Worthless Words: CPS yet to dole out scholarships decade after E2 disaster
BY KIM JANSSEN Staff Reporter email@example.com February 15, 2013 7:53PM
10 years after the E2 nightclub disaster, Gale Garrett and her family are mourning for her daughter, Teresa Johnson-Gordon. Gordon had three kids, including Monte Johnson,19, right, who Garrett raised. Garrett says promised help from CPS in raising her grandson never materialized. She held a letter from then-CPS CEO Arne Duncan. | Rich Hein~Sun-Times
Updated: March 18, 2013 6:57AM
For years after her daughter was tragically crushed to death alongside 20 other young revellers in a nightclub stampede, Gale Garrett took solace from a heartfelt letter from a powerful man.
Carefully folded inside a well-thumbed envelope and dated May 23, 2003, the handwritten note from the then head of Chicago Public Schools, Arne Duncan, gave her hope that she wouldn’t be raising her orphaned 9-year-old grandson Monte alone.
“I saw how strong you are,” Duncan wrote after meeting a proud and determined Garrett. “Your grandchildren are very, very lucky to have you in their lives. Please let me know if I can ever do anything to be helpful.”
A decade later, Garrett doesn’t want to sound bitter, but she wonders: “Is the letter worth the paper it’s written on?”
Though Duncan — now President Barack Obama’s Secretary of Education — helped set up a college scholarship fund for the 37 children who lost parents in the E2 nightclub stampede, CPS officials have yet to dole out a single dollar.
CPS says it’s been busy drawing up a protocol to determine who is eligible for a $3,000 grant, but Monte — now 19 and still waiting for his scholarship — was recently forced to drop out of his sophomore classes at South Carolina State University and return to Chicago because he could no longer afford tuition.
“They shouted loudly about how these kids were gonna have scholarship funds to go to college,” Garrett says of CPS’s response to the February 17, 2003 South Loop disaster that killed Monte’s mom and captured international headlines. “It’s been ten years! I’ve been calling them since May but they keep brushing me off.”
A decade after the E2 tragedy, much remains unresolved. Lawsuits rumble on, while nightclub owners Dwain Kyles and Calvin Hollins are still waiting to hear from the Illinois Supreme Court if they will serve prison time for allegedly violating an earlier order to close the overcrowded second-floor club.
Twenty-one young black clubbers were asphyxiated in a scrum of bodies at the bottom of a staircase after a security worker triggered panic by unleashing a mist of pepper spray in a bid to break up a fight at the club in the 2300 block of South Michigan.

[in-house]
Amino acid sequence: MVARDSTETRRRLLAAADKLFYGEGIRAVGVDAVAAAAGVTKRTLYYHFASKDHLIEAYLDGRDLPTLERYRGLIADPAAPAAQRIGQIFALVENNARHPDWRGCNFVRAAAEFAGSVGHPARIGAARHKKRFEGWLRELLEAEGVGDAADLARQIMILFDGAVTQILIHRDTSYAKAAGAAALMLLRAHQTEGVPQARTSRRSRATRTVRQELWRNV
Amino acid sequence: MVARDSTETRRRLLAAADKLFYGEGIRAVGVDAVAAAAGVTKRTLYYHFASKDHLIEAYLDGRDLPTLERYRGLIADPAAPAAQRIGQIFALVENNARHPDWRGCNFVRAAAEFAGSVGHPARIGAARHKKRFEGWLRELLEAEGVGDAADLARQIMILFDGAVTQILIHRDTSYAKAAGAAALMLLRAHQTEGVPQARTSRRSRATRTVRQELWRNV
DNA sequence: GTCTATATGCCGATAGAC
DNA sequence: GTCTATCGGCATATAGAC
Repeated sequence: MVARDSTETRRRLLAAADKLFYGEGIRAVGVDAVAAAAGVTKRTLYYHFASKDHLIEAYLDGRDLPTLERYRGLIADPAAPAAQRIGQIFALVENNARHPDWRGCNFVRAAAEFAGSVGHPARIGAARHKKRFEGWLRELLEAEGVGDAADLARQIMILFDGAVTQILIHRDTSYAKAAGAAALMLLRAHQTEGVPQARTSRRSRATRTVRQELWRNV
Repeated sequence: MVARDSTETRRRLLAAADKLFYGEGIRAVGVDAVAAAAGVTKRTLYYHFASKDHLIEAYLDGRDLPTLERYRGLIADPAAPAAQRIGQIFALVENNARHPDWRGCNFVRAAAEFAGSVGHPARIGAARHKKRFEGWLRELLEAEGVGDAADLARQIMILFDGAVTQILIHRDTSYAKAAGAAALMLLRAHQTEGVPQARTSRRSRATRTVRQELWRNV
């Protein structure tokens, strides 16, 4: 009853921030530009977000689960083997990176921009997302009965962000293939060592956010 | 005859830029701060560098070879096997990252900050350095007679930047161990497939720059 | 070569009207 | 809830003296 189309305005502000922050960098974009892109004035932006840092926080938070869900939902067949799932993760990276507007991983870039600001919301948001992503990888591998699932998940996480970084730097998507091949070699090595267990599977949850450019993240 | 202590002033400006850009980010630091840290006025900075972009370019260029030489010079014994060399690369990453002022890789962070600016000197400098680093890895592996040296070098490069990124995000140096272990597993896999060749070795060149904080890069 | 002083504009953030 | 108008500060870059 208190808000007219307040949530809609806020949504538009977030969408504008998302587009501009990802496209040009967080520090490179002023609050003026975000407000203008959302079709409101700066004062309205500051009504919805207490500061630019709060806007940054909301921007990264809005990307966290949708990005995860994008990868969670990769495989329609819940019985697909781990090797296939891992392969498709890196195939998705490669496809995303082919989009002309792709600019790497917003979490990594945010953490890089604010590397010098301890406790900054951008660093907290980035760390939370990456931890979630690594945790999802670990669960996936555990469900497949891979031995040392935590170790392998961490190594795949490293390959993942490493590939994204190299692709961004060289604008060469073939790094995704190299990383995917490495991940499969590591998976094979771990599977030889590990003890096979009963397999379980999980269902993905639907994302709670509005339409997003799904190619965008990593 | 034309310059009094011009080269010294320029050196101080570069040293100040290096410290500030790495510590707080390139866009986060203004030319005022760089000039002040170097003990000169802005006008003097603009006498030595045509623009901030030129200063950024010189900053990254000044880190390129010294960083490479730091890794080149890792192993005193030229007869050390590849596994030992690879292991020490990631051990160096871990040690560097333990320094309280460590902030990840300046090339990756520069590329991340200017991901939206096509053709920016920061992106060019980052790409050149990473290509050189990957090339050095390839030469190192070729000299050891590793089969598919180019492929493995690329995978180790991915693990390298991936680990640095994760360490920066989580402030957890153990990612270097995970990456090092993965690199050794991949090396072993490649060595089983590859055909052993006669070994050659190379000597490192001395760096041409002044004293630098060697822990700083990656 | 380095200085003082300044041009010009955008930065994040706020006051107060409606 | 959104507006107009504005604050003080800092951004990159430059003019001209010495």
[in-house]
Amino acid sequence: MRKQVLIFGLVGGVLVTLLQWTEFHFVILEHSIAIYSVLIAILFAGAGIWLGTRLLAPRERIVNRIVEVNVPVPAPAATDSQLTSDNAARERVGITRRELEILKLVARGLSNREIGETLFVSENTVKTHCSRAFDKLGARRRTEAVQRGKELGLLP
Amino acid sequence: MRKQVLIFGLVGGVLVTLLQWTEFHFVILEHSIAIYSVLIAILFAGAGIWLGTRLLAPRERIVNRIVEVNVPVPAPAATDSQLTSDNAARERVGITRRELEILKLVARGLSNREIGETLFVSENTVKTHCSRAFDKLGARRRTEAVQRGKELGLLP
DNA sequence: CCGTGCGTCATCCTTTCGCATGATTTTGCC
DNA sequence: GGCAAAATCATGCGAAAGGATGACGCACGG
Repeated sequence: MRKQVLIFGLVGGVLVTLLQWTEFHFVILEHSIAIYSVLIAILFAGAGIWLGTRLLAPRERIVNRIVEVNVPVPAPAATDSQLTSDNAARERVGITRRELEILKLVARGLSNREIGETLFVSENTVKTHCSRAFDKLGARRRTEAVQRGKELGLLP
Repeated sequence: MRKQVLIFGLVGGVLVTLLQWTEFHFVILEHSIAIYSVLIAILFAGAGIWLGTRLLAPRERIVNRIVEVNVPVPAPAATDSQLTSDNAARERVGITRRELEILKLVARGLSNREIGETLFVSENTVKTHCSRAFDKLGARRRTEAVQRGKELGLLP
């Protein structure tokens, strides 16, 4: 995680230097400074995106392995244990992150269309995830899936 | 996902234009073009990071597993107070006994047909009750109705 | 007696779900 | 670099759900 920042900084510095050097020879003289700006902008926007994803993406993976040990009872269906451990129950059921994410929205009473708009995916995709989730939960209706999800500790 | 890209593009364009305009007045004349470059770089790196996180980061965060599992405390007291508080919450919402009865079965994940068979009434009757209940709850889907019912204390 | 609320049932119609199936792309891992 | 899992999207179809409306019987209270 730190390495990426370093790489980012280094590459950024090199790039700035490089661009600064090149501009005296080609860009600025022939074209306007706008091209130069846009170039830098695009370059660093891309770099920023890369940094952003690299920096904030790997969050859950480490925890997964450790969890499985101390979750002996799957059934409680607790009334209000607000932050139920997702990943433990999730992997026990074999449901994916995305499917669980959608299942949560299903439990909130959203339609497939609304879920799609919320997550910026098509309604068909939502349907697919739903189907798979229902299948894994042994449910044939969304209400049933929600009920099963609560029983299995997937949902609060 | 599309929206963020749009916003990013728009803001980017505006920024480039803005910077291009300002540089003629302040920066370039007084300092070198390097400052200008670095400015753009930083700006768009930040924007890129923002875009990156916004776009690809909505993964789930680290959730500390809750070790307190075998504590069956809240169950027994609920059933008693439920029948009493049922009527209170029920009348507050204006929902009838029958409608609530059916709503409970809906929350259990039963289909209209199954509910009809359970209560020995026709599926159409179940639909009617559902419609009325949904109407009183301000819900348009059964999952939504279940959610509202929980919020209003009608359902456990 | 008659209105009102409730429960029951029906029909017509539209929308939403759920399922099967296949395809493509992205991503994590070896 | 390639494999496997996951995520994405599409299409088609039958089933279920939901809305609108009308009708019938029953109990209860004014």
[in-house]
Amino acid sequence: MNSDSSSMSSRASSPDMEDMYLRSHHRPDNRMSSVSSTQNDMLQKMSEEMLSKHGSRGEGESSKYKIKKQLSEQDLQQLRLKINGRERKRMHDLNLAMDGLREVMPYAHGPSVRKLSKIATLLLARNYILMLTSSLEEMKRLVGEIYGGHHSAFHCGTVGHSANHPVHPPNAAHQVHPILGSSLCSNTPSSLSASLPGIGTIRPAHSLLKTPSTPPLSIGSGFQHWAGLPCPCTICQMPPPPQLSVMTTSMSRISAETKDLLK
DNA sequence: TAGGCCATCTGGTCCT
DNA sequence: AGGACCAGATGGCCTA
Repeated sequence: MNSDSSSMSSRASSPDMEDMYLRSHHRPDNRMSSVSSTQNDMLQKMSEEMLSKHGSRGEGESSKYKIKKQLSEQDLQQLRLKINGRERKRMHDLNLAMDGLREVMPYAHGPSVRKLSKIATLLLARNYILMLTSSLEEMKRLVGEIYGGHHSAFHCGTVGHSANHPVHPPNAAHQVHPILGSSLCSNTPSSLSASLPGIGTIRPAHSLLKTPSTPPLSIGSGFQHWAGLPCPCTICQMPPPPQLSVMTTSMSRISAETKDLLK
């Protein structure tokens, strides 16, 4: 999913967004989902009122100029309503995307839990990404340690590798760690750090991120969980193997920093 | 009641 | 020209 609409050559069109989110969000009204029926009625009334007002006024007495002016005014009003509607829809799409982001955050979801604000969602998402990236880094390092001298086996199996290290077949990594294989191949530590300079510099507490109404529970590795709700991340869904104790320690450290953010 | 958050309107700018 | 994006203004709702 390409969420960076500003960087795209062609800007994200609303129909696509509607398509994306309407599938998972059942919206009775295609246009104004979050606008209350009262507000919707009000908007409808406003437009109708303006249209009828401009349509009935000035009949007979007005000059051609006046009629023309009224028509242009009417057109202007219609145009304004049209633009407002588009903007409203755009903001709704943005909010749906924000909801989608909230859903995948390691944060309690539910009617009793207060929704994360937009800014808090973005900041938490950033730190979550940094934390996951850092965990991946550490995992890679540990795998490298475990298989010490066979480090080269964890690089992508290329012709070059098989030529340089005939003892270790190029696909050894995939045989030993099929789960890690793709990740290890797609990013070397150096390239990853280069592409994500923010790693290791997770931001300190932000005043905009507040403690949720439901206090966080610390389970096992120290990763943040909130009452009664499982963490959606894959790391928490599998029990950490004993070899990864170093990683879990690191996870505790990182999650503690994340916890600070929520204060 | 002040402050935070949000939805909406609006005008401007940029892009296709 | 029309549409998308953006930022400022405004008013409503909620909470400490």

While the grotesque reports of contorted bodies, gasping for air as they were trapped against an inward opening door appalled the public, the plight of the three dozen children who lost parents did not escape notice either.
R&B superstar R. Kelly and Chicago Bulls guard Jalen Rose both made substantial donations, and a month after the tragedy, Duncan announced the creation of CPS’s own college scholarship fund.
“We could think of no better way of assisting these children than by offering them the opportunity to attend college,” Duncan said at the time, encouraging others “to give generously” to the fund.
Monte was one of many bereaved children raised by a grandparent. His father died when he was just 1.
In the aftermath of his mother’s death, he told his grandmother he wanted to be a doctor. “If I would have been in one of those ambulances, I would have known what to do and my mom would have lived,” he told her.
When he was accepted into the premed program at South Carolina State in 2011, she was overjoyed.
As a teacher, Garrett always pushed him academically, also encouraging him to tackle his chronic asthma by learning the trumpet.
It was his musical skills that won him a marching band scholarship to SCSU, but that financial support, he says, wasn’t enough.
Speaking Friday, CPS spokeswoman Robyn Ziegler said Monte’s family and others whose children are approaching college age will soon receive letters explaining how they can get their share of the $118,000 fund.
After nearly a year of battling bureaucracy, Garrett hopes Monte will get his scholarship in time to return to school next semester.
He was one of the oldest children to lose a parent, and one of the first to attend college, but dozens of younger children affected by the E2 disaster “are coming up the pike, and they’re going to need help, too,” Garrett said.
When her family, including Monte’s younger brother Jonathan and sister Tiera, gathers at her Braidwood home this Sunday, as it does each anniversary of her daughter’s death, they’ll eat the food Teresa loved; turkey, macaroni cheese and greens.
They’ll remember that she died on her 31st birthday, a day after she went to get her “paws and claws” done at a nail salon with her mom. She had her nails painted gold, and left a little longer than her mom approved of.
Garrett will never forget seeing her daughter’s hands the next day at the Cook County morgue.
“There wasn’t a single nail left — she was scratching to her last breath, trying to get out for 41 minutes,” Garrett said.
“I’ve been fighting ever since to raise my grandson — I’m not asking for a handout, just a chance to educate.
“When we’re done, we’re going to say to the world, ‘Look at this wonderful young man — and watch what he can do.’”